Nicola Rose, 21: English, business and political science
Why did you choose Waterloo?
The primary factor was my academic program, which combines the study of business with humanities or social sciences. I was also drawn to UWaterloo’s unique co-op program, which I felt would prepare me to enter the workforce after graduation and strengthen my law school candidacy if I chose to apply. The university’s innovative reputation and partnerships with business leaders were other draws.
Describe some of your best experiences so far.
Some of the academic experiences I value most are the ones when professors took less traditional and/or more participative approaches to teaching: coordinating trips to museums and cultural events, organizing debates and discussion forums, having us act out/participate in ethical dilemmas and having us play video games. The list goes on. I also had a professor sit down with students at the beginning and the mid-point of the term to help them improve in the specific areas that were most related to their academic goals.
Are you involved in extracurricular activities?
I’m the managing editor of the school newspaper; I began volunteering as a reporter and copy editor in my second year. I am also a student ambassador: I lead tours of the campus, represent the university at recruitment/informational events and write for blogs about student life. Over the past few years, I have volunteered with the Disability Advocacy and Community Alliance.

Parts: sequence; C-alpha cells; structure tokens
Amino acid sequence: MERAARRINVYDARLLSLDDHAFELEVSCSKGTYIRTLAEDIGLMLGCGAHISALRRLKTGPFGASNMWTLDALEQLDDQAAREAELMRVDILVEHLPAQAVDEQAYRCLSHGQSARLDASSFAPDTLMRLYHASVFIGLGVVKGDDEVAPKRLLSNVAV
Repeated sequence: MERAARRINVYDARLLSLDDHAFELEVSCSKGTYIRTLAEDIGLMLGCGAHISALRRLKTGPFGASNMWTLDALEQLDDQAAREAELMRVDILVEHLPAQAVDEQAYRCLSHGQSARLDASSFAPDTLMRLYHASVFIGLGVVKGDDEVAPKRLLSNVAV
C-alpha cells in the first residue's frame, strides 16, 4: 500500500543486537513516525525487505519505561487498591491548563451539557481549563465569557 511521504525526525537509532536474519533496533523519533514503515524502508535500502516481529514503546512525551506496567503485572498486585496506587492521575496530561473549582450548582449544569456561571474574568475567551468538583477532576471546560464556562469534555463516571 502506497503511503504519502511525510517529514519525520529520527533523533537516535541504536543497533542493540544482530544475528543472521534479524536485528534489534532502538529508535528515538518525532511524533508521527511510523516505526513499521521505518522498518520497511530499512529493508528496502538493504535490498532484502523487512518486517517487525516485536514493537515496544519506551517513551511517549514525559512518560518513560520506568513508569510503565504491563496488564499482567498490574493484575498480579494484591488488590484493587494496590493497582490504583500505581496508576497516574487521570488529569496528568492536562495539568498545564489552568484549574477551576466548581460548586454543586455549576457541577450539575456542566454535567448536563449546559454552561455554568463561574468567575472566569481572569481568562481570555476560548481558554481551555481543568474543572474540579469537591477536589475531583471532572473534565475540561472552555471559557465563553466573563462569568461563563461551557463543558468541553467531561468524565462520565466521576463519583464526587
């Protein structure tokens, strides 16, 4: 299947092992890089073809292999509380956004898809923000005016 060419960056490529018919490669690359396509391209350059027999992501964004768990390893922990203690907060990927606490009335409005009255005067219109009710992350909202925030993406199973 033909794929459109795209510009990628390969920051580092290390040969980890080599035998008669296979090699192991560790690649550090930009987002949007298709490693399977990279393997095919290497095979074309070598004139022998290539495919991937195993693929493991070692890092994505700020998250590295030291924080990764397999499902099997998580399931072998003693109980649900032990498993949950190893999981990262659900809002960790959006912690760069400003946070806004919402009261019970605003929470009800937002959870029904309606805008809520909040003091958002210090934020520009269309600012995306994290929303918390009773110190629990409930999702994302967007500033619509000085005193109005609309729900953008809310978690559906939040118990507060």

What do you think of your professors?
Generally, I’ve been very happy with my professors. Most have been knowledgeable, insightful, supportive and engaging. Every professor has been welcoming and tried to help with any issue I brought them.
What do you think of the school’s administration?
I really appreciate the way UWaterloo does course selection and enrolment. Instead of using a first-come, first-served system, students have a designated period to select their classes and rank their choices. After they submit their preferences, academic schedules are built. Students can add or swap classes until two weeks into the term. This process ensures generally high satisfaction from students, and academic advisers are typically helpful when issues arise. However, there can be frustrating administrative barriers in other areas.
What is off-campus life like in Waterloo?
With three post-secondary schools in the city, Waterloo has a pretty good student life. Many local businesses target students or accommodate them—Princess Cinemas, Button Factory Arts, Grand River Rocks climbing gym, Old Goat Books, THEMUSEUM and the Bauer Bakery & Café.
Best place to live: On campus, St. Jerome’s University College; off-campus, Westcourt Place
Best place to study: Centre for Environmental and Information Technology or the top floor of Environment 3
Best campus events: Welcome Week/Orientation Week events
Weirdest tradition: Rubbing Porcellino (a bronze boar statue on campus)
Best campus food: The Funcken Café
Best pizza: Red Swan Pizza (‘no sugar added’ sauce option)
Best place for a fancy dinner: Famoso Neapolitan Pizzeria
Best bar for hanging out: Pin Up Arcade Bar
Best hangover breakfast: Mel’s Diner
Best place for a nap: In summer, Waterloo Park; in winter, the upper floors of DC
Best weekend activity: Rock climbing at Grand River Rocks
The thing that surprised me most about the school: The quality of the community
If I could change one thing about the school: More comprehensive mental health and wellness support, including fewer administrative barriers to access, more training for professors and more efforts to reduce stigma